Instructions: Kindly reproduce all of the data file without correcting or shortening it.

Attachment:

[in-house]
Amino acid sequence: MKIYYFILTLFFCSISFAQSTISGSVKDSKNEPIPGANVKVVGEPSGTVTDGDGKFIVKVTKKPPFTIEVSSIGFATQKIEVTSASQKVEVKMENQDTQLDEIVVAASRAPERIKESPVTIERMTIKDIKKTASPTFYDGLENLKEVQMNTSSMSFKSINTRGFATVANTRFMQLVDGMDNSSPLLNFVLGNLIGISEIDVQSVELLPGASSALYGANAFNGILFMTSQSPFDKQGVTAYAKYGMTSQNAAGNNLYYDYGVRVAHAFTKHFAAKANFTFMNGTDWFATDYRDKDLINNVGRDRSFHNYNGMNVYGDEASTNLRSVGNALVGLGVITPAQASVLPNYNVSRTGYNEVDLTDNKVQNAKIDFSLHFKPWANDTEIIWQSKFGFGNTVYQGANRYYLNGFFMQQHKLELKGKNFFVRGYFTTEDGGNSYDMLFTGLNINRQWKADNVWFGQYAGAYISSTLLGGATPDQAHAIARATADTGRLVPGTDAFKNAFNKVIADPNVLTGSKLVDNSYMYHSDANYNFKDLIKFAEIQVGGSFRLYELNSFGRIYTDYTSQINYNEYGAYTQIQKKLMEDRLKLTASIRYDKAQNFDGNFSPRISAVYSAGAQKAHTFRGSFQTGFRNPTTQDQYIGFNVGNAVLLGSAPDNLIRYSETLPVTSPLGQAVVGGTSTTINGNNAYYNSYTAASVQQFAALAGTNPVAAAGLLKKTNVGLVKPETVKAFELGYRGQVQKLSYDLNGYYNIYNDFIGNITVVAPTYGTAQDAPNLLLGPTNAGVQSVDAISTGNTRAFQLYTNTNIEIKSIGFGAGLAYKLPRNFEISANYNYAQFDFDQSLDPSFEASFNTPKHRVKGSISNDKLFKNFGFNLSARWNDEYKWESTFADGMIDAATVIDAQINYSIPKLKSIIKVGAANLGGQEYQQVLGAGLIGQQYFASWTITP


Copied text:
[in-house]
Amino acid sequence: MKIYYFILTLFFCSISFAQSTISGSVKDSKNEPIPGANVKVVGEPSGTVTDGDGKFIVKVTKKPPFTIEVSSIGFATQKIEVTSASQKVEVKMENQDTQLDEIVVAASRAPERIKESPVTIERMTIKDIKKTASPTFYDGLENLKEVQMNTSSMSFKSINTRGFATVANTRFMQLVDGMDNSSPLLNFVLGNLIGISEIDVQSVELLPGASSALYGANAFNGILFMTSQSPFDKQGVTAYAKYGMTSQNAAGNNLYYDYGVRVAHAFTKHFAAKANFTFMNGTDWFATDYRDKDLINNVGRDRSFHNYNGMNVYGDEASTNLRSVGNALVGLGVITPAQASVLPNYNVSRTGYNEVDLTDNKVQNAKIDFSLHFKPWANDTEIIWQSKFGFGNTVYQGANRYYLNGFFMQQHKLELKGKNFFVRGYFTTEDGGNSYDMLFTGLNINRQWKADNVWFGQYAGAYISSTLLGGATPDQAHAIARATADTGRLVPGTDAFKNAFNKVIADPNVLTGSKLVDNSYMYHSDANYNFKDLIKFAEIQVGGSFRLYELNSFGRIYTDYTSQINYNEYGAYTQIQKKLMEDRLKLTASIRYDKAQNFDGNFSPRISAVYSAGAQKAHTFRGSFQTGFRNPTTQDQYIGFNVGNAVLLGSAPDNLIRYSETLPVTSPLGQAVVGGTSTTINGNNAYYNSYTAASVQQFAALAGTNPVAAAGLLKKTNVGLVKPETVKAFELGYRGQVQKLSYDLNGYYNIYNDFIGNITVVAPTYGTAQDAPNLLLGPTNAGVQSVDAISTGNTRAFQLYTNTNIEIKSIGFGAGLAYKLPRNFEISANYNYAQFDFDQSLDPSFEASFNTPKHRVKGSISNDKLFKNFGFNLSARWNDEYKWESTFADGMIDAATVIDAQINYSIPKLKSIIKVGAANLGGQEYQQVLGAGLIGQQYFASWTITP